what seems obvious from the outside: injury outcomes will be a key factor in determining who wins the Premiership each year

Not surprisingly this is not just a phenomenon in the Premier League and Hudson reminds us that of the ten healthiest teams in the NFL in 2008, seven made the play-offs. He also points out that a knee injury to New England Patriots’ Tom Brady saw him sit out all but ten minutes of that same season, while being paid a salary of $14m.

Less physical contact

The cost of injury is one of the main reasons why there have been so many changes in a variety of sports over recent years that have resulted in stricter rule enforcement by referees, retrospective punishment and a decrease in physical contact. An example of this is highlighted by Andrew Leigh in The economics of sport: how the cost of injured players has ensured fewer fights. Leigh reveals that the number of fights in the Australian Rugby League has dropped dramatically in recent years. This is due to the fact that the authorities have got tough in terms of punishing players involved in fights, and he explains just why.

The answer is that, as the economic cost to the NRL of fighting has gone up, rugby league officials have seen to it that the supply of fights goes down. As teams have invested more in their players, the cost of an injured or suspended player has steadily risen

Injury prevention

As a result there has been a huge investment in technology that will help reduce injury and it is now accepted that monitoring athletes is vital in terms of preventing injuries. This area has been explored by Tim J Gabbett in The training-injury prevention paradox: should athletes be training smarter and harder?. We dealt with this article in a previous blog (New study highlights benefits of monitoring) where we pointed out that the findings of Gabbett’s study create a very strong case for careful monitoring of athletes. There is a clear need to ensure that athletes are following the correct training programme, doing sufficient training to build up their physical capacities or to ensure that they aren’t doing too little training.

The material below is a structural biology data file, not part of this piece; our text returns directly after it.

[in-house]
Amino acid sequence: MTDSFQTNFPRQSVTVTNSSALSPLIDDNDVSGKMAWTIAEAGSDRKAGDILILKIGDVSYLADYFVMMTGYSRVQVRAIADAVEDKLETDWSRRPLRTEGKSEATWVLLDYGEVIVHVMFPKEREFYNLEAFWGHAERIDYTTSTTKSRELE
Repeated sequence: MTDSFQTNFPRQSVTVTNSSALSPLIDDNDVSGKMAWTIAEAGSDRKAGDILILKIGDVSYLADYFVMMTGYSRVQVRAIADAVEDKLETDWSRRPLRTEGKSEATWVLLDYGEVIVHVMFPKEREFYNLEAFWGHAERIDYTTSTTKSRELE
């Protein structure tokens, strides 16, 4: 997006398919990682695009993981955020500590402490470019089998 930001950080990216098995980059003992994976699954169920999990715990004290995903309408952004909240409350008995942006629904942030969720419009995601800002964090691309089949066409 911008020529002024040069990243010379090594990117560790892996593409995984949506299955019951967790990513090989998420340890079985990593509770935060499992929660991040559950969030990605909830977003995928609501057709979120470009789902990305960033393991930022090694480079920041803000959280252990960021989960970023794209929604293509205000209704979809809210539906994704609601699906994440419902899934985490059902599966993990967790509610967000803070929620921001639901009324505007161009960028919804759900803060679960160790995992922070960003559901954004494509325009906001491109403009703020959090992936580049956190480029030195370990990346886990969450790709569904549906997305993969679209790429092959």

Monitoring with Metrifit

Keeping track of an athlete’s routine not only in terms of training, but also nutrition and sleep along with overall well-being is a facility offered by Metrifit and one that has been highly successful when implemented in High Schools and Colleges throughout the United States, and with sports teams right across the globe.

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About Metrifit

Metrifit is an athlete monitoring system that gathers subjective and objective information from both coaches and athletes to drive behavior modification and improvement through insights modeled on descriptive and predictive analytics. It sounds complicated but Metrifit prides itself on its simple intuitive interface and advocates a simple effective approach that doesn’t overwhelm the athlete or the coaching/staff member. It has received high praise for its intuitive interface and it allows monitoring to be scaled for all levels of athletes and teams. Recent research by Anna Saw (Deakin University, Australia) has shown that use of Metrifit is associated with increased athlete sporting self-confidence. Metrifit is ‘athlete-centric’ helping to develop self-awareness, encourage creative thinking and emotional intelligence as well as developing ownership and responsibility within the athlete for their own success.

Our base product is also very affordable starting from $499 per year for up to 30 athletes and 5 coaches and is also available at monthly price of $44.99 with option of cancelling your subscription with 30 days notice.

To find out more information please visit Metrifit Overview or contact us at

 

References

Premier Injuries Season Review – 2016 / 2017

The economics of sport: how the cost of injured players has ensured fewer fights by Andrew Leigh

How economists tackle sports injuries by Robert Hudson

Tech and Sports Injury Prevention

New Study highlights benefits of monitoring | Metrifit

The training-injury prevention paradox: should athletes be training smarter and harder? | Tim J Gabbett

The importance of knowing when an athlete has reached load limit | Metrifit